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Response Variations to Survey Items About Firearms in the 2004 and 2017 Behavioral Risk Factor Surveillance System.
Blosnich JR, Karras E, Bossarte RM. Response Variations to Survey Items About Firearms in the 2004 and 2017 Behavioral Risk Factor Surveillance System. American Journal of Health Promotion : AJHP. 2021 Feb 1; 35(2):255-261.
The aim of this investigation was to document the prevalence and correlates of refusing to answer a US federal health survey item about firearms in the household.
The cross-sectional analysis was conducted with 2004 and 2017 Behavioral Risk Factor Surveillance System (BRFSS) survey data from Texas, Oregon, Idaho, California, Kansas, and Utah states whose surveys included items about firearms in the household.
Probability-based samples of adults over the age of 18 (n = 34 488 in 2017 BRFSS; n = 33 136 in 2004 BRFSS).
Dichotomized measure of whether respondents answered versus refused to answer "Are any firearms now kept in or around your home?"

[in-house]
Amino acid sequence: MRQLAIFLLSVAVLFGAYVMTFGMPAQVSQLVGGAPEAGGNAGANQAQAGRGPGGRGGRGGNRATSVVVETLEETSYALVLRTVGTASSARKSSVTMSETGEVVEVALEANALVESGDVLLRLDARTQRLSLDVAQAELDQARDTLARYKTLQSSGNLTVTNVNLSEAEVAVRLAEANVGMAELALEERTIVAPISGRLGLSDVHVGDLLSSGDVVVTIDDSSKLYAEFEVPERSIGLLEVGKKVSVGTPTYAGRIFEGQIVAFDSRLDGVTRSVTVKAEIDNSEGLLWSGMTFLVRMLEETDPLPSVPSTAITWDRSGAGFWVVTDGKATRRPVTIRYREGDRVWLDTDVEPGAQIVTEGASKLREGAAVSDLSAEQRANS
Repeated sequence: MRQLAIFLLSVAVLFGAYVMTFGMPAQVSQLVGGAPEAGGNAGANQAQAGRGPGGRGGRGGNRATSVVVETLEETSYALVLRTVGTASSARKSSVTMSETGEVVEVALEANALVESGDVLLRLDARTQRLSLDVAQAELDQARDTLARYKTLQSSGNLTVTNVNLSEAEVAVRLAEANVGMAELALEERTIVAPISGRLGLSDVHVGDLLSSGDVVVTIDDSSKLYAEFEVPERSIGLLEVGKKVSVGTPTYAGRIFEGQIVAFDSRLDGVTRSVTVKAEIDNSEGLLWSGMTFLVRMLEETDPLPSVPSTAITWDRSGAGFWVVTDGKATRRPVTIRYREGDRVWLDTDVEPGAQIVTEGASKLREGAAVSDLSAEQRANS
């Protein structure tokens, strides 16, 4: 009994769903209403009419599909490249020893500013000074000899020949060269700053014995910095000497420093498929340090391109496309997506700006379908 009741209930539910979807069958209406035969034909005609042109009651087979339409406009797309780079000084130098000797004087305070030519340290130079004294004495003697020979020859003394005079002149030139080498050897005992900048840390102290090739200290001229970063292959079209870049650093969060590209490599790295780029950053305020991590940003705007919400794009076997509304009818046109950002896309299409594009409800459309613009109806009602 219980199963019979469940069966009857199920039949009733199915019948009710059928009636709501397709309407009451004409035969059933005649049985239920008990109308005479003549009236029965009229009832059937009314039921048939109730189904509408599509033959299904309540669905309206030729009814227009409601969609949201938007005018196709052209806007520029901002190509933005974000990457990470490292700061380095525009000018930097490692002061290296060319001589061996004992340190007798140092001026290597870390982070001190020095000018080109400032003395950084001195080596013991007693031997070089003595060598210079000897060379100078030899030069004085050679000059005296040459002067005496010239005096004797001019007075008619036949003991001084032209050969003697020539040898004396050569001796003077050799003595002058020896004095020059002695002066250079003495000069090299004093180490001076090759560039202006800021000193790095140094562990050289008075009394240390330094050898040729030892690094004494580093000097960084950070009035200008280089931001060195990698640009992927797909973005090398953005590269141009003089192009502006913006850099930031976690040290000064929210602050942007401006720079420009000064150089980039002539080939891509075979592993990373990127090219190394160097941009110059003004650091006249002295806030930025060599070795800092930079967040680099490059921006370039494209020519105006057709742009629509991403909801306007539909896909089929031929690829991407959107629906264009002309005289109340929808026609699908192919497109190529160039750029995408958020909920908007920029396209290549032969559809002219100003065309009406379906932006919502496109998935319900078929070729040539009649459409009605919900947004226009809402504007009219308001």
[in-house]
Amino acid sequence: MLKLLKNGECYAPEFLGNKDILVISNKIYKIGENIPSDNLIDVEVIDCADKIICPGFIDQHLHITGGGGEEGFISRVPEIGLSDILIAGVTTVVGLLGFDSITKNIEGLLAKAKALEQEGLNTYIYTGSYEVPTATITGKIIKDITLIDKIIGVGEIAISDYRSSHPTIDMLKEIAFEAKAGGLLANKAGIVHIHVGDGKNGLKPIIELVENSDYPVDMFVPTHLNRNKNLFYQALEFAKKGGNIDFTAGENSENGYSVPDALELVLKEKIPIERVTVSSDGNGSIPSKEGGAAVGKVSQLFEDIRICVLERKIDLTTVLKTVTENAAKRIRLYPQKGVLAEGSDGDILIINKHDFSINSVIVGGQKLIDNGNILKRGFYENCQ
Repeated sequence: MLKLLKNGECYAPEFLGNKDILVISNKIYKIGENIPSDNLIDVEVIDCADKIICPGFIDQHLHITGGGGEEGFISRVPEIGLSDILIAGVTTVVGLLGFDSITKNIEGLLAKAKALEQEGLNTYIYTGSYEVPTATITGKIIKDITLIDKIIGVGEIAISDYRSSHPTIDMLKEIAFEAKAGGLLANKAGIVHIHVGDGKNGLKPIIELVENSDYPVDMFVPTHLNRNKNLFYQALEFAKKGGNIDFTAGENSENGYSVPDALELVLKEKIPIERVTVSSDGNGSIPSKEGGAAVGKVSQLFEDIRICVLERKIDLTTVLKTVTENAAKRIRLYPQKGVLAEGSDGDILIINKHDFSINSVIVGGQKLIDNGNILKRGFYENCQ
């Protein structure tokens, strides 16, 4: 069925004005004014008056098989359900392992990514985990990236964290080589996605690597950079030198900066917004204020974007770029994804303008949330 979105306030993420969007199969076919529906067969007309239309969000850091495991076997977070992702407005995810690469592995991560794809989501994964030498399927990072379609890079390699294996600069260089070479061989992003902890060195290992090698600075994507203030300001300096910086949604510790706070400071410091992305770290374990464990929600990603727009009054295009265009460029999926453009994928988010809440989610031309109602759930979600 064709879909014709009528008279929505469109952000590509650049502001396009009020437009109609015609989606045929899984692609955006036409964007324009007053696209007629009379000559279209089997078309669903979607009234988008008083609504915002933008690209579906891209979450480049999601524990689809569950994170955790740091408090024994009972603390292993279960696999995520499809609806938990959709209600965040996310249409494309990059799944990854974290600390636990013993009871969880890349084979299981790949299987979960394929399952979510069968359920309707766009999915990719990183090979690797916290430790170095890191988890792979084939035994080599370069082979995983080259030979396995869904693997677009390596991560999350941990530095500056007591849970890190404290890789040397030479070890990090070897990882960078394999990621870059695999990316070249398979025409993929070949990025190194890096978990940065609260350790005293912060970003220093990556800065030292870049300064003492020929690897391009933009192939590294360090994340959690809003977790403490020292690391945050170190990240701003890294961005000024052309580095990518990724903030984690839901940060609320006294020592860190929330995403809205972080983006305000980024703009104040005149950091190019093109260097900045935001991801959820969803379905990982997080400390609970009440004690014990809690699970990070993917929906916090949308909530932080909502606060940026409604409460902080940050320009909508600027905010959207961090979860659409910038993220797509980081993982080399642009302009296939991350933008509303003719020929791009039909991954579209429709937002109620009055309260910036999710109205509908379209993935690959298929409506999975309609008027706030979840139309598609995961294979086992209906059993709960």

Weighted multiple logistic regression was used to assess how sociodemographic and health-related characteristics were associated with item refusal.
Approximately 1.8% (95% CI: 1.6-2.1) of respondents in 2004 and 3.9% (95% CI: 3.4-4.5) of respondents in 2017 sample refused the firearms item ( < .01). Men were more likely than women (2004: adjusted odds ratio [aOR] = 1.81, 95% CI: 1.24-2.62; 2017: aOR = 1.60, 95% CI = 1.17-2.18) and Latino/a respondents were less likely than white respondents (2004: aOR = 0.24, 95% CI: 0.10-0.60; 2017: aOR = 0.21, 95% CI: 0.13-0.34) to refuse the firearms question. In 2004, refusal was more likely among older than younger respondents, but in 2017, age was not associated with refusal.
Refusal to firearm-related survey items along sociodemographic characteristics warrants further research. Community-informed strategies (eg, focus groups, cognitive testing, in-depth interviews) could improve the context and wording of firearm-related items to maximize response to these items in public health surveys.